On January 14, 2011, Clemson announced a new $50 million athletic building plan. Facility improvements for football will include building an indoor practice facility and finishing the WestZone project. The indoor practice facility, which will be located where the current practice fields are, will feature a regulation-size artificial turf football field, a coach’s tower and video platforms. The building will have large garage-style doors, which can be raised to create an open-air space. The estimated cost of the project is $10 million. “The indoor practice facility will be a highly significant addition for Clemson, not only for football but also for other sports to use,” Phillips said. The $15.3 million WestZone project will feature the oculus, which is the main entrance to the WestZone, a four-level museum and an expansion of the northwest concourse. Construction on the northwest concourse expansion is slated to begin soon and will be completed by the start of the 2011 season.[7]

Scroll of Honor

A memorial to the 470 Clemson service personnel killed while on military duty was dedicated outside Gate 1 on April 22, 2010. A flypast of two T-34B Mentors concluded the ceremonies.[8]

Death Valley

The term "Death Valley" comes from the fact that the field is physically situated in a valley. But two additional facts also add to the mystique. First, the university cemetery sits on a hill that once overlooked the field before the upper decks were constructed. The other reference comes from the late Lonnie McMillian, the former football coach at Presbyterian College. He told sports writers in 1948 that he had "to take his team up to Clemson and play in death valley" where they rarely scored or gained a victory.[4] The nickname stuck to an extent, but when Clemson Head Coach Frank Howard started calling it that in the 1950s, the nickname really caught on. The nickname was solidified when Frank Howard received what came to be known as "Howard's Rock" from an alumnus, S.C. Jones, who had picked it up in Death Valley, California.

Death Valley facts

  • Clemson is 227-88-7 at Death Valley, over 71% winning percentage.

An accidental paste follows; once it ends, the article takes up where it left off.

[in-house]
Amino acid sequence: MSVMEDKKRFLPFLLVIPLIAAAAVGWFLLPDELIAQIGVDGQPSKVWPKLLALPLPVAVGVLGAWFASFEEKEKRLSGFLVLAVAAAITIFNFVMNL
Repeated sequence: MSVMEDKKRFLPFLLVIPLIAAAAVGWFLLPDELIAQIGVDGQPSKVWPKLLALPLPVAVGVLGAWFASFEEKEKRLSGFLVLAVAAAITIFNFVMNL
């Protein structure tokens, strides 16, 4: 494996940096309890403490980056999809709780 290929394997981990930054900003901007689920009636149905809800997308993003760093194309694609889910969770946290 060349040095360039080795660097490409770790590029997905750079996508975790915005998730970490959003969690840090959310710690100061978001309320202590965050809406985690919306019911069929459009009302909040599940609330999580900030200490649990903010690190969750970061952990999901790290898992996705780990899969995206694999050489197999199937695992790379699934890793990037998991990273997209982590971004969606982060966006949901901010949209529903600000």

• Clemson has ranked in the top 20 in the nation in average attendance 22 consecutive seasons
  • In 1999, Coach Tommy Bowden's first year, the attendance record was set at the game against Florida State, whose head coach was Tommy's father, Bobby. One of many memorable moments from that night was Bobby Bowden's wife, Ann Bowden, wearing a sweater that was half Clemson and half FSU that read "Father|Son."

Clemson Top Single Game Attendance Figures

Year Opponent Attendance
1999 Florida State 86,092
1994 South Carolina 85,872
2000 South Carolina 85,187
2001 Florida State 85,036
2001 North Carolina 84,869
1988 South Carolina 84,876
1988 Florida State 84,576
1998 South Carolina 84,423


"Howard's Rock"

In the early 1960s, the rock was given to then head coach Frank Howard by a friend, Samuel Columbus Jones (Clemson Class of 1919).[9] It was presented to Howard by Jones, saying "Here's a rock from Death Valley, California, to Death Valley, South Carolina."[3] Howard didn't think anything else about the rock and it was used as a door stop in his office for several years. In September 1966, while cleaning out his office, Howard noticed the rock and told IPTAY executive director Gene Willimon, "Take this rock and throw it over the fence or out in the something with it, but get it out of my office."[3] Willimon had the rock placed on a pedestal at the top of the east endzone hill that the team ran down to enter the field for games.[4] On September 24, 1966, the first time Clemson players ran by the rock, they beat conference rival Virginia, 40-35.[10] Howard, seizing on the motivational potential of "The Rock", told his players, "Give me 110% or keep your filthy hands off of my rock."[4] The team started rubbing the Rock for the first game of 1967, which was a 23-6 waxing of ACC foe Wake Forest. [1]